“First and foremost, you have to understand the history of the building,” says Architect Gerard Lico, former co-head of the Metropolitan Theatre’s restoration and advocate of adaptive reuse. “Whatever your intervention, it must be compatible. You should respect the previous use of the building.” Meaning don’t turn an old church into a bar. Lico also notes that the new version of the building “should not mimic the past,” emphasizing the need for a distinct identity that marks it as a contribution of the present time. But Lico also pointed out any changes done should be reversible so that the building may return to its original form if the future warrants it. 

Diagnosing the structural stability of the building is also an important step. There’s no point in renovating a building that may ultimately pose as a safety hazard. Checking building code requirements is next, from sprinkler systems to plumbing and electricity, which is a challenge for very old structures. But modernizing the building must not come at the cost of damaging its character defining elements. Leo Almeria, multi-awarded interior designer, cautions against changes that may violate requirements of UNESCO heritage sites. “So you have to know the history. Sino gumawa, para kanino gumawa, paano ang original purpose, and then sino ang mga katabi niya? You always have to put things into context,” says Almeria.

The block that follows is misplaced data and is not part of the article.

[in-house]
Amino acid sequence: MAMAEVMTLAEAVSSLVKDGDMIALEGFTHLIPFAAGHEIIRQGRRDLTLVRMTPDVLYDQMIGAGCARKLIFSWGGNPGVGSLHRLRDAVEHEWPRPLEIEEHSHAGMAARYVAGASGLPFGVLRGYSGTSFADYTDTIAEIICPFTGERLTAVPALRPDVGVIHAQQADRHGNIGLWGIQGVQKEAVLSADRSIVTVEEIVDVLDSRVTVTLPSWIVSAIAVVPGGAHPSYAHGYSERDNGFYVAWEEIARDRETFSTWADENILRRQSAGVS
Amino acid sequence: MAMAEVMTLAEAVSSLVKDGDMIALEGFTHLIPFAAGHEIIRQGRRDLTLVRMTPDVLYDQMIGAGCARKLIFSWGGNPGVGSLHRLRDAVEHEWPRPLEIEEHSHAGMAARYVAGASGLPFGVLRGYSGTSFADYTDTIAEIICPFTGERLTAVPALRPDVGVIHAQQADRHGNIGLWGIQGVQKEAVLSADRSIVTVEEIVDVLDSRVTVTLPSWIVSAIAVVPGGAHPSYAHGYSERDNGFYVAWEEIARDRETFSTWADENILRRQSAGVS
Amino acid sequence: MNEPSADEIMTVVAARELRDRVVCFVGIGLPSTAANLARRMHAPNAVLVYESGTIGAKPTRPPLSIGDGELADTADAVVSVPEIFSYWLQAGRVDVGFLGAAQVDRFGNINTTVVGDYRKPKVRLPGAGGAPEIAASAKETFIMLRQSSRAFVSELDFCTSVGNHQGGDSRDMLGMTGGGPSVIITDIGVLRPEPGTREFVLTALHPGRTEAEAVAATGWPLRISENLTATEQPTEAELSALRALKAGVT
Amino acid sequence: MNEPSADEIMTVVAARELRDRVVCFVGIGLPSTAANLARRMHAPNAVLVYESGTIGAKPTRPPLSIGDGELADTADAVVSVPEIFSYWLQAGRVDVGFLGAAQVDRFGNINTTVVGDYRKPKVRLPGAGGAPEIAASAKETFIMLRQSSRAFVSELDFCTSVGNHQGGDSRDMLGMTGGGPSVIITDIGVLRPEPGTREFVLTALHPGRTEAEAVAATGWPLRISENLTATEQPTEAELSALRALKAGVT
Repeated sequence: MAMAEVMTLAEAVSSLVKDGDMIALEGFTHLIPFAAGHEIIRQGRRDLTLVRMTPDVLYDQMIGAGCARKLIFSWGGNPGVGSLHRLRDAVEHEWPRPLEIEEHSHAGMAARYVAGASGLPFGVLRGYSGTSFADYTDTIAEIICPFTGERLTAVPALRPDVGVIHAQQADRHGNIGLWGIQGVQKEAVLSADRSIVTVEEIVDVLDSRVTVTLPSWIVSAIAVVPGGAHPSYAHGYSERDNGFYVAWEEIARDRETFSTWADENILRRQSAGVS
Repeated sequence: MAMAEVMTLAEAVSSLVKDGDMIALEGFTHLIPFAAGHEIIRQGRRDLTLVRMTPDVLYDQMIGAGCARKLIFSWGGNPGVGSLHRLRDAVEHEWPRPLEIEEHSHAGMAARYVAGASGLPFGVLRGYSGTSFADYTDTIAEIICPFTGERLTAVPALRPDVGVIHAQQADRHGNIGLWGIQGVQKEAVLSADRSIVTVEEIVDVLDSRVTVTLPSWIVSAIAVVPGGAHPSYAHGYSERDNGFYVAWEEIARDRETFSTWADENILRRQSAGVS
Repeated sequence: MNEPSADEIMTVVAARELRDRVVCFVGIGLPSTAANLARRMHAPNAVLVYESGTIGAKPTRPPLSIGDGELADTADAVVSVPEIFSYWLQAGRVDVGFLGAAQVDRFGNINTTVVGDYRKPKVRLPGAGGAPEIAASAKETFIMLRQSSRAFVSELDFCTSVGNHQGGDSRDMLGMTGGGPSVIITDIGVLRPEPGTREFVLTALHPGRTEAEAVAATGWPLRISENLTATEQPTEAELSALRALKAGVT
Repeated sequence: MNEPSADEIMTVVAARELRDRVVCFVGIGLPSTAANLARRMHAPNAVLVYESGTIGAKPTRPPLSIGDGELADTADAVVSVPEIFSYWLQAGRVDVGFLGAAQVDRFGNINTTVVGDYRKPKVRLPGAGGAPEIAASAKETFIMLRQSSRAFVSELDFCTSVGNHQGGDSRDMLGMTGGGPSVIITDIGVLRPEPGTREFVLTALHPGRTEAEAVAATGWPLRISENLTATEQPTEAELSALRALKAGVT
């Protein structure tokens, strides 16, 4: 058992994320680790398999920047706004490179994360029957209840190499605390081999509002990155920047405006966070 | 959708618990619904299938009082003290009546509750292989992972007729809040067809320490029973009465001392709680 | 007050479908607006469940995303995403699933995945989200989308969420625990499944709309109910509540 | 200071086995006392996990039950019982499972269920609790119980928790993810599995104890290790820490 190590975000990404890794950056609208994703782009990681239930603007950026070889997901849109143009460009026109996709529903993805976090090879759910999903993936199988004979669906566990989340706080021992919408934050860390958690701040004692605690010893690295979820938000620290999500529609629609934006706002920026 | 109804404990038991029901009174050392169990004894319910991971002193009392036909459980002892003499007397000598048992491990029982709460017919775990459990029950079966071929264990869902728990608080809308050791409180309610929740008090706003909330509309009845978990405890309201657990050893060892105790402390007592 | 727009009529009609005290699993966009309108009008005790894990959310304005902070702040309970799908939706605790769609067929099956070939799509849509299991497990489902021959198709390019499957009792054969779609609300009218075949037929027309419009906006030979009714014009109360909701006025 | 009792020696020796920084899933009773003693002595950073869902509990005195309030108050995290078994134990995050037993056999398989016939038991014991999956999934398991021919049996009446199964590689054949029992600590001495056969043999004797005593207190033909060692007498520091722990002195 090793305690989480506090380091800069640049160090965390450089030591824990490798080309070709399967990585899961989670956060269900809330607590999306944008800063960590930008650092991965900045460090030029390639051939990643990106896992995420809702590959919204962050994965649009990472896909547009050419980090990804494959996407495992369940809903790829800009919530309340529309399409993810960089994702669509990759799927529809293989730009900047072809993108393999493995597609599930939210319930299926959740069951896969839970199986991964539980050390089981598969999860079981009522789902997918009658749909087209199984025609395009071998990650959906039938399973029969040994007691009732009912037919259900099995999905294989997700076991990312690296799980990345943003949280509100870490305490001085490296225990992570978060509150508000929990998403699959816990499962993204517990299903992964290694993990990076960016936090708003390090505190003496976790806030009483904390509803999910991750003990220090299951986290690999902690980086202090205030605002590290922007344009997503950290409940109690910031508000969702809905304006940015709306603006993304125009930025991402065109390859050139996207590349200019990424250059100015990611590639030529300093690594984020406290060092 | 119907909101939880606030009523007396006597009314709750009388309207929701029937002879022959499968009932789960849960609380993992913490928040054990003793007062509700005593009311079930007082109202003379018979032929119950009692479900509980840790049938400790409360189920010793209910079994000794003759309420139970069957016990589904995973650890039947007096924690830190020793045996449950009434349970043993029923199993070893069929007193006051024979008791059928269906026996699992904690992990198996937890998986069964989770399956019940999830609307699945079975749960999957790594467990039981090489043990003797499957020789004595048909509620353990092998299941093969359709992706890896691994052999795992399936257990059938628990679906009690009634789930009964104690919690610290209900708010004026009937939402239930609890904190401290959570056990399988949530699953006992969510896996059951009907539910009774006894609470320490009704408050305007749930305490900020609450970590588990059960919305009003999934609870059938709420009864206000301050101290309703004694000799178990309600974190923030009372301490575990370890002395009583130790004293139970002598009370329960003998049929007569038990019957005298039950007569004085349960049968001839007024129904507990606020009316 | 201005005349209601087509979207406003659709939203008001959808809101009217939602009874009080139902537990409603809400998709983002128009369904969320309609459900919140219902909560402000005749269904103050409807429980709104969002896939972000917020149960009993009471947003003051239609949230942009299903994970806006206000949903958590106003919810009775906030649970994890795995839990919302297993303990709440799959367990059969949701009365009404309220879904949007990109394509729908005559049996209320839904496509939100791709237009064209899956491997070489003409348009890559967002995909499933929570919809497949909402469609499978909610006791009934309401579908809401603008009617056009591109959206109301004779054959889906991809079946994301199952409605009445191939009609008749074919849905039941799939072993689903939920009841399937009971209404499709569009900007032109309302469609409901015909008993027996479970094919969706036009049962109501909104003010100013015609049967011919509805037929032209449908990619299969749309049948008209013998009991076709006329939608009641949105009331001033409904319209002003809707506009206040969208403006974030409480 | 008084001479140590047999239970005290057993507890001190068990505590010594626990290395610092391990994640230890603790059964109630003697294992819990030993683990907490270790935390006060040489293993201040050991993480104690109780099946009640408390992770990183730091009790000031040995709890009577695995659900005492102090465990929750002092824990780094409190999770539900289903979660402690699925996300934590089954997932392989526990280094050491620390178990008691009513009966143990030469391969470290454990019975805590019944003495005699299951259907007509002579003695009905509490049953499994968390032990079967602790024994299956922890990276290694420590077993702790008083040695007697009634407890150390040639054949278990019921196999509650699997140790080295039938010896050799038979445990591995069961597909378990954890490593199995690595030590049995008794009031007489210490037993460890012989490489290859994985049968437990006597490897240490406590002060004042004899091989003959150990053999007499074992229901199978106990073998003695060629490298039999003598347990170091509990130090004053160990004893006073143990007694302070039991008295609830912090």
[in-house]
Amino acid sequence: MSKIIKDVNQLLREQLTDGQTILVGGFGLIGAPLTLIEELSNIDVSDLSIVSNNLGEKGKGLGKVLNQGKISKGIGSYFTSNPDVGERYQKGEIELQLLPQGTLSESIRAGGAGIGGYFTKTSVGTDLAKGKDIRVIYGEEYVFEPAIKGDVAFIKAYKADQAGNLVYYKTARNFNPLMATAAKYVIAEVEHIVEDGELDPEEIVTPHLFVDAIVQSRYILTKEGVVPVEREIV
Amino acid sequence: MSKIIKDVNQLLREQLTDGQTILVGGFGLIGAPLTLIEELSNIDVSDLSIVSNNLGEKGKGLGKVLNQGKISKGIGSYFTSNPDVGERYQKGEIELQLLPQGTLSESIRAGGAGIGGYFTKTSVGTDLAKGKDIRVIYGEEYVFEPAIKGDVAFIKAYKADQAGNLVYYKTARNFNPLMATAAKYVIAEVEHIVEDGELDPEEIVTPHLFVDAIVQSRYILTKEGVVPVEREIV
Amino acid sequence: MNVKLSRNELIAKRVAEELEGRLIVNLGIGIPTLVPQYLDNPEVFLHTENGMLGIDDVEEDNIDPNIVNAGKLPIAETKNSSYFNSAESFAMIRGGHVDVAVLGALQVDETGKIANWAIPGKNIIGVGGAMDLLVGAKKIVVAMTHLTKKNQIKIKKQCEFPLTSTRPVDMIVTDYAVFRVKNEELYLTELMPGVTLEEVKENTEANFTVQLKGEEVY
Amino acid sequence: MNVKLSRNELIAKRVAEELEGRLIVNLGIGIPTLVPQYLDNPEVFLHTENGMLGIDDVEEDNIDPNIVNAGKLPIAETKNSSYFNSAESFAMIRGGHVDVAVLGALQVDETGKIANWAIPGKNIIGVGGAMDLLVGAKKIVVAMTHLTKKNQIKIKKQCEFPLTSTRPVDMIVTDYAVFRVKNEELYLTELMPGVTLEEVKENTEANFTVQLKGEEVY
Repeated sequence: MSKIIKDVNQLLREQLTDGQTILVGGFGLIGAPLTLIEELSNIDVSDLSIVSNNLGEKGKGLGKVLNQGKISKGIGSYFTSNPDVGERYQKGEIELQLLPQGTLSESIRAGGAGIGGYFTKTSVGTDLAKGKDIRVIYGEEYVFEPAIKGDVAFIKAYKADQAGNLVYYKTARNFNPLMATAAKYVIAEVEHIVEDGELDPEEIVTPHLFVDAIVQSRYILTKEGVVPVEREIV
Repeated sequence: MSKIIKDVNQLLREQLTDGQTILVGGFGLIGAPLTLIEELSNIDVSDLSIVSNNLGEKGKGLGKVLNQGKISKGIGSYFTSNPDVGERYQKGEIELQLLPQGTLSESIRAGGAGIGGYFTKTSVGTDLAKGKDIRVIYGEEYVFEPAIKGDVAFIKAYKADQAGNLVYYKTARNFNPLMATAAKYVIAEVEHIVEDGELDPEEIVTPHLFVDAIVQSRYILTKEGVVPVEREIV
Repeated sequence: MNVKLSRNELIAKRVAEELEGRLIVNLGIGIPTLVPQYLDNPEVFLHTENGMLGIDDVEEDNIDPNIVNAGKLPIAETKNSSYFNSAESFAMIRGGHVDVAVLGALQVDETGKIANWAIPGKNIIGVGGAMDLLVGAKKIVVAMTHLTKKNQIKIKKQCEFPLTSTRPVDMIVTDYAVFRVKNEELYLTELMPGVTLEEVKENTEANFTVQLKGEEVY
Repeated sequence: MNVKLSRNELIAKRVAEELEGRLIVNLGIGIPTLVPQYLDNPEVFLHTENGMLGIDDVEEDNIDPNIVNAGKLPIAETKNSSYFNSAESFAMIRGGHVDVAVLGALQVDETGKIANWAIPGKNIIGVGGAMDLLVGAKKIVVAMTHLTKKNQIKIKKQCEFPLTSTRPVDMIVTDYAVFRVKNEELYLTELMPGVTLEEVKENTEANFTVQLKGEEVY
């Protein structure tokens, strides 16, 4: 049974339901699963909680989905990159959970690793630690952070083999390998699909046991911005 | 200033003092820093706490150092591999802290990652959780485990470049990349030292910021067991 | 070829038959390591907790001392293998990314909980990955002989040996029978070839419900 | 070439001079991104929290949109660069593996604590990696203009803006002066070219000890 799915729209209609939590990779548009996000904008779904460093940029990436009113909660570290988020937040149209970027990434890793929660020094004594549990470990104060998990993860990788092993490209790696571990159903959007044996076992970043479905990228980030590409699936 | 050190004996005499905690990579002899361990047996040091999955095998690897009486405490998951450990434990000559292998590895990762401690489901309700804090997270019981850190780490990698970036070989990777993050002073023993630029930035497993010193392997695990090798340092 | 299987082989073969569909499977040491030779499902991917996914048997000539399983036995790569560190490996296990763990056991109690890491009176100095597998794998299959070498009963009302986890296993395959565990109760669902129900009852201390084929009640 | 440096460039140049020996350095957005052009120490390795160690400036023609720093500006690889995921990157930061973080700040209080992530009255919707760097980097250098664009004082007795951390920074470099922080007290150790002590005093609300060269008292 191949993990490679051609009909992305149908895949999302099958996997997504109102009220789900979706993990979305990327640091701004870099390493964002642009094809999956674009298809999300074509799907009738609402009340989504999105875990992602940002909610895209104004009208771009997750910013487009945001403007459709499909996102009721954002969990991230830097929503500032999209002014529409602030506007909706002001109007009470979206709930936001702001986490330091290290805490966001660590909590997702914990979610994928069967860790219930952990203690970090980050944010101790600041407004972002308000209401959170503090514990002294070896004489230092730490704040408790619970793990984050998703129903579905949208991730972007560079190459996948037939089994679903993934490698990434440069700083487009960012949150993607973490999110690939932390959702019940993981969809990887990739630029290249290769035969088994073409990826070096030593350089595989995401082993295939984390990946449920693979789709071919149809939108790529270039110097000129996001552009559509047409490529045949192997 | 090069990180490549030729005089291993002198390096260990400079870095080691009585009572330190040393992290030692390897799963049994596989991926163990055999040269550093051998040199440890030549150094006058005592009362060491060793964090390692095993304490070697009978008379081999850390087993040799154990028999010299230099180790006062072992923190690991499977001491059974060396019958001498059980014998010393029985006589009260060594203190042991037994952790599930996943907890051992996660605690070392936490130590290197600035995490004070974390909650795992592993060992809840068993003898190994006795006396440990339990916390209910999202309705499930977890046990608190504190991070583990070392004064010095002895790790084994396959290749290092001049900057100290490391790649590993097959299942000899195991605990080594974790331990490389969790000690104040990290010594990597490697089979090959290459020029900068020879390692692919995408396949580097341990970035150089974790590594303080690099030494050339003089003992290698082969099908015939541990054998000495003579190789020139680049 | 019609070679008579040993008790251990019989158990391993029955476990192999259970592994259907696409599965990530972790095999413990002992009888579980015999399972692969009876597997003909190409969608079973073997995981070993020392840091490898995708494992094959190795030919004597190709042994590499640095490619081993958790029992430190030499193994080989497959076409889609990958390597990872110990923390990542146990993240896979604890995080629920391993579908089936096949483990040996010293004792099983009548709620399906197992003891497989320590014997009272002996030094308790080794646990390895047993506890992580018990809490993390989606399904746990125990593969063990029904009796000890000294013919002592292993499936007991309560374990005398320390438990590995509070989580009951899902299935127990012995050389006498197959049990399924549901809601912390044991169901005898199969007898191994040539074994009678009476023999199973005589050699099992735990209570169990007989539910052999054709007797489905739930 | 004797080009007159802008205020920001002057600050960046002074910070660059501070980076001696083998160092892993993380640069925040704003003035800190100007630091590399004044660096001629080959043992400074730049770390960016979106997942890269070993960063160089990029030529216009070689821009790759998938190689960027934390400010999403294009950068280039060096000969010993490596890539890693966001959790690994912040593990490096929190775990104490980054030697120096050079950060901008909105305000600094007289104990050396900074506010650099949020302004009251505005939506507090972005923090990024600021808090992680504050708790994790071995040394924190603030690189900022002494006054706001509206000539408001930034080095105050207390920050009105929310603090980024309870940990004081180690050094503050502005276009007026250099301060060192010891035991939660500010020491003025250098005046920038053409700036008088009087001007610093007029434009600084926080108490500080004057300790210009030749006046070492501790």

Similarly, Lico imparts that there is no room for conjecture in conservation. History is not something to be trifled with, especially when faced with a challenge such as adaptive reuse that requires a careful negotiation of the past with the present. 

PRICELESS INTEREST

On the financial side of things, “It’s really an investment to do adaptive reuse,” says Lico. Eric Paras, interior designer of Henry Hotel and owner of Artelano 11 design studio, puts things into context: Unlike the concrete and stone homes of Europe or brick and mortar buildings of Singapore, the old structures of the Philippines are mainly built of wood, which is not the most durable material. Aside from the high maintenance required of the building to fix broken or degrading parts, there are also other considerations such as flood controls, drainage, elevators, and LED lights.

The hotel’s outdoor seating area

For a restaurant, the challenge would be the mechanical requirements, such as the exhaust. “Parang you’re putting up a building inside a building,” explains Paras. 

Mahal siya, pero the investment there is more meaningful, significant, and relevant to the people,” says Lico. Despite the complexity that comes with reinventing these structures, the historical value renders it practically priceless.